SOPs are much more involved than a simple procedural document and should be followed the same way every time to guarantee that your business remains consistent and aligned with industry regulations and business standards. They are written processes for performing regular activities in a consistent manner so that all members of a team can do their best work in the least amount of time and with the least amount of error.
Why do companies need SOPs?
Many CEOs/founders fear that writing up a SOP would be unpleasant, hard, and complicated. But drawing up SOPs does not have to be much of a big deal and is very much worth the effort! Companies without SOPs often waste resources continuously having to fix mistakes, re-doing things, and just taking longer to do tasks that could have otherwise been done quickly without any hassle.
“I operate a distributed company with a remote-based workforce scattered worldwide. Managers often ask me how that works. First, I recount the business advantage of having access to the best job candidates, regardless of where they live, at my fingertips. Secondly, I talk about the virtual culture I am building for my workforce, to which they incredulously reply, ‘How does that work?’ The answer is implementing standard operating procedures,” says the Founder/CEO of Dino's Digital Marketing & Advisory Firm and Startup investor/advisor, Dean Scaduto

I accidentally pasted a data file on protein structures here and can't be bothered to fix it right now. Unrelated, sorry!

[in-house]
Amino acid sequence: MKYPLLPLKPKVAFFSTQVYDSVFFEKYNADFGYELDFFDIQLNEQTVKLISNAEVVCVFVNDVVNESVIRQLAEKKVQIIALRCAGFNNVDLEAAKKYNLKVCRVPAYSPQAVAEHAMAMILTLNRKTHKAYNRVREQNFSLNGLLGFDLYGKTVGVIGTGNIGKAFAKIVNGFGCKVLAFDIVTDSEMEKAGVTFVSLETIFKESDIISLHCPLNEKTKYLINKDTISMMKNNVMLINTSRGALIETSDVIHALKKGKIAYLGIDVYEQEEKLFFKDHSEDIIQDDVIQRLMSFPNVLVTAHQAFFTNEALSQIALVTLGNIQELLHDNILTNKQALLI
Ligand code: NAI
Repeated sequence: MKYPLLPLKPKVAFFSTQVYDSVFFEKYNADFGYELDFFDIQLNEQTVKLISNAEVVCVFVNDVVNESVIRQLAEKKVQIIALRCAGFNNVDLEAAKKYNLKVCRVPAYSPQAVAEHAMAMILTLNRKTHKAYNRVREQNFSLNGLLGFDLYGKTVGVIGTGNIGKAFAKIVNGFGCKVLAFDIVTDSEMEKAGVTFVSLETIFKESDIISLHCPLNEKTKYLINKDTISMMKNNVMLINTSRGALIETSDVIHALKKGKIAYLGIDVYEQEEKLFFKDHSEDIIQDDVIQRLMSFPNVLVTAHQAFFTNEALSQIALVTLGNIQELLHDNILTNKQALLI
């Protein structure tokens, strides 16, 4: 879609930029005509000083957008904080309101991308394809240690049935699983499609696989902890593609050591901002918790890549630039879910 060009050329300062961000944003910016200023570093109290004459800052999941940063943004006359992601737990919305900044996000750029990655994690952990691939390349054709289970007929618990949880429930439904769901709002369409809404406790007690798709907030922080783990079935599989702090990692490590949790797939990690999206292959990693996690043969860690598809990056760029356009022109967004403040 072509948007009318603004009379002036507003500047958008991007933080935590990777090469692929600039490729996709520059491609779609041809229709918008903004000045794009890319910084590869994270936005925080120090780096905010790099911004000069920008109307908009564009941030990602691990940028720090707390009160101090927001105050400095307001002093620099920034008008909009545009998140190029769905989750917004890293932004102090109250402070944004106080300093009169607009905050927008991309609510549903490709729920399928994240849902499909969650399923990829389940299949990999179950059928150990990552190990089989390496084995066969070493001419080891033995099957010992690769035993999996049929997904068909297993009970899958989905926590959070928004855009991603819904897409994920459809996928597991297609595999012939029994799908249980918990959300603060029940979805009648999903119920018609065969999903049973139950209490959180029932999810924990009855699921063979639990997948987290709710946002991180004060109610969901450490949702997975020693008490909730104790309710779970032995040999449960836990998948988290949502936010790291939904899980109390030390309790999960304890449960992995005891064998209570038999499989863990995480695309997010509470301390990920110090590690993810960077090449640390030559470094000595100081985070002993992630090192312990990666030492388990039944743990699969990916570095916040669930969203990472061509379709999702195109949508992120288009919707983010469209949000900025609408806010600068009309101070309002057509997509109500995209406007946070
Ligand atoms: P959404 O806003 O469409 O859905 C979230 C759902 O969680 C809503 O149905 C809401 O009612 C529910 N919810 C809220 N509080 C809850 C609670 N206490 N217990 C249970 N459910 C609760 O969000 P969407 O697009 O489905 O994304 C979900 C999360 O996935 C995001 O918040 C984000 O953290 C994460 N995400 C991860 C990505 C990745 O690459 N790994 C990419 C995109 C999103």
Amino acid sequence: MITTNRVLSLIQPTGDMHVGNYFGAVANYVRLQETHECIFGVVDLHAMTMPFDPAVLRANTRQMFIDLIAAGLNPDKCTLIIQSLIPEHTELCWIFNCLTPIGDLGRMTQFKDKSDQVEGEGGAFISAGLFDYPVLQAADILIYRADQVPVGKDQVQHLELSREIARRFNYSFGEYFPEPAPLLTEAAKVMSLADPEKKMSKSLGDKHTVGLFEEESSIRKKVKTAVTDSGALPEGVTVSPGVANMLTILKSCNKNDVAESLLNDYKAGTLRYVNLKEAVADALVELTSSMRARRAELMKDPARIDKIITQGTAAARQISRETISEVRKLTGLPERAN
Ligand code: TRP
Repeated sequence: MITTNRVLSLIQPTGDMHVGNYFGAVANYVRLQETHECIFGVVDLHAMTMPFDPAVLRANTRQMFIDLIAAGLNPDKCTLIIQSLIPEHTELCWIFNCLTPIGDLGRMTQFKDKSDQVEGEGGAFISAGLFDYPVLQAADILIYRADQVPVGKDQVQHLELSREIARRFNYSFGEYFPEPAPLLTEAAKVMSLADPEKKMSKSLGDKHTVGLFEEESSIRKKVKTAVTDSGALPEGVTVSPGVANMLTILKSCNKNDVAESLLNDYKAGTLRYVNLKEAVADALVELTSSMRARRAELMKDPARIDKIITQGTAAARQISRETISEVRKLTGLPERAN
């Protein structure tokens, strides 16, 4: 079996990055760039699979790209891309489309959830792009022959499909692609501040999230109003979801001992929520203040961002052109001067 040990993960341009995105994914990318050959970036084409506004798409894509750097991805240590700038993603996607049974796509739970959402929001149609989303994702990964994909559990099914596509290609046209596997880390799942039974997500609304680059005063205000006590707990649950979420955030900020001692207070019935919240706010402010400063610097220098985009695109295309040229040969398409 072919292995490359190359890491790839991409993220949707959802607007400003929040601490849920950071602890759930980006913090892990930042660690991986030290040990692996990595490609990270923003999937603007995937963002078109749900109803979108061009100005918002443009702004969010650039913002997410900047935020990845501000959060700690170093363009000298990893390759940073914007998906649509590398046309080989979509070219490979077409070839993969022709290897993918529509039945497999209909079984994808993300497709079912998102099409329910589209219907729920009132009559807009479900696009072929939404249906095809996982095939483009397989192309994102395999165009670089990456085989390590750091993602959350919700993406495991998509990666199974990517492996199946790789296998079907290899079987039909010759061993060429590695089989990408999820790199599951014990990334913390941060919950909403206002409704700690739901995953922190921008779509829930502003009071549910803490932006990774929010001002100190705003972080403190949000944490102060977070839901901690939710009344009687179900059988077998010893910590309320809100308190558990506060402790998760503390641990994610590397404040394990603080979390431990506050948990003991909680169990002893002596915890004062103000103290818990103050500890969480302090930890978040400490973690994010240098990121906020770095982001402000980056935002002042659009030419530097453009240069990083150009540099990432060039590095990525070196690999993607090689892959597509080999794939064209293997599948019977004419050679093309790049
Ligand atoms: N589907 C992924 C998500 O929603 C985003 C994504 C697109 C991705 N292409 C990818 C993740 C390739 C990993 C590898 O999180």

A well-written and carefully constructed SOP improves efficiency, quality control, business processes, and will always get you consistent results by removing wildcards.
Here are seven solid reasons why your company needs SOPs: